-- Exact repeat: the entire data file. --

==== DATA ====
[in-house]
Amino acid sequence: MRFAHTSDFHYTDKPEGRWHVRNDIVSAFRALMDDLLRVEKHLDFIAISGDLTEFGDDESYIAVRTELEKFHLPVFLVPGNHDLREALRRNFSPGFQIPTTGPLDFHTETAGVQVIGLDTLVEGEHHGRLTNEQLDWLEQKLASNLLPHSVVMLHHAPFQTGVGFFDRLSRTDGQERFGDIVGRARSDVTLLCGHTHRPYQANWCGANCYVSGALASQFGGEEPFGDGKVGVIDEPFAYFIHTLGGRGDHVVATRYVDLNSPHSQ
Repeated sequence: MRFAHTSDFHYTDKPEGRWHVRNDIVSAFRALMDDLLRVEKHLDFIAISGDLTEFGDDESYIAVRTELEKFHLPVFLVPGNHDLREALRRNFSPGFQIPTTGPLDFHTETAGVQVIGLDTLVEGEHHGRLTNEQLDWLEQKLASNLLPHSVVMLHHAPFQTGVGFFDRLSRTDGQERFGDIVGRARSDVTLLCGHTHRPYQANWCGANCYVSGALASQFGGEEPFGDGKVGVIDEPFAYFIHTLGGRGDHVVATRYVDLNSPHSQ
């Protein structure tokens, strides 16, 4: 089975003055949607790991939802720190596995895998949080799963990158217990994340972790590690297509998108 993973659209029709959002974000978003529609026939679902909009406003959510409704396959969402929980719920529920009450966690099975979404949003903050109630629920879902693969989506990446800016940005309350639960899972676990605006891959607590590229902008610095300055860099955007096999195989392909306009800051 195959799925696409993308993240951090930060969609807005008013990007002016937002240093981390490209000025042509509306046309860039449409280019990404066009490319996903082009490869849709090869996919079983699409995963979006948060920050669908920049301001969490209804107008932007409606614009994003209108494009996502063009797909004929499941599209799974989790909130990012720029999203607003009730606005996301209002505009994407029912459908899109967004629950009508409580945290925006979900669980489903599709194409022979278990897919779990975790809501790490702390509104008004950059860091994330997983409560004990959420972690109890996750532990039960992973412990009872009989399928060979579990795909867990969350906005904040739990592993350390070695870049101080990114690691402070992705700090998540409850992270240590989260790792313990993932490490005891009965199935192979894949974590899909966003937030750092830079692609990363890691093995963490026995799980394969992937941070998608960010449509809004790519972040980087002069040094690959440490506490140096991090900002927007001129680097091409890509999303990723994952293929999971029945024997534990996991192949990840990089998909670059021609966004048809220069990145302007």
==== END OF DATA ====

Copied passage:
[in-house]
Amino acid sequence: MRFAHTSDFHYTDKPEGRWHVRNDIVSAFRALMDDLLRVEKHLDFIAISGDLTEFGDDESYIAVRTELEKFHLPVFLVPGNHDLREALRRNFSPGFQIPTTGPLDFHTETAGVQVIGLDTLVEGEHHGRLTNEQLDWLEQKLASNLLPHSVVMLHHAPFQTGVGFFDRLSRTDGQERFGDIVGRARSDVTLLCGHTHRPYQANWCGANCYVSGALASQFGGEEPFGDGKVGVIDEPFAYFIHTLGGRGDHVVATRYVDLNSPHSQ
Repeated sequence: MRFAHTSDFHYTDKPEGRWHVRNDIVSAFRALMDDLLRVEKHLDFIAISGDLTEFGDDESYIAVRTELEKFHLPVFLVPGNHDLREALRRNFSPGFQIPTTGPLDFHTETAGVQVIGLDTLVEGEHHGRLTNEQLDWLEQKLASNLLPHSVVMLHHAPFQTGVGFFDRLSRTDGQERFGDIVGRARSDVTLLCGHTHRPYQANWCGANCYVSGALASQFGGEEPFGDGKVGVIDEPFAYFIHTLGGRGDHVVATRYVDLNSPHSQ
């Protein structure tokens, strides 16, 4: 089975003055949607790991939802720190596995895998949080799963990158217990994340972790590690297509998108 993973659209029709959002974000978003529609026939679902909009406003959510409704396959969402929980719920529920009450966690099975979404949003903050109630629920879902693969989506990446800016940005309350639960899972676990605006891959607590590229902008610095300055860099955007096999195989392909306009800051 195959799925696409993308993240951090930060969609807005008013990007002016937002240093981390490209000025042509509306046309860039449409280019990404066009490319996903082009490869849709090869996919079983699409995963979006948060920050669908920049301001969490209804107008932007409606614009994003209108494009996502063009797909004929499941599209799974989790909130990012720029999203607003009730606005996301209002505009994407029912459908899109967004629950009508409580945290925006979900669980489903599709194409022979278990897919779990975790809501790490702390509104008004950059860091994330997983409560004990959420972690109890996750532990039960992973412990009872009989399928060979579990795909867990969350906005904040739990592993350390070695870049101080990114690691402070992705700090998540409850992270240590989260790792313990993932490490005891009965199935192979894949974590899909966003937030750092830079692609990363890691093995963490026995799980394969992937941070998608960010449509809004790519972040980087002069040094690959440490506490140096991090900002927007001129680097091409890509999303990723994952293929999971029945024997534990996991192949990840990089998909670059021609966004048809220069990145302007």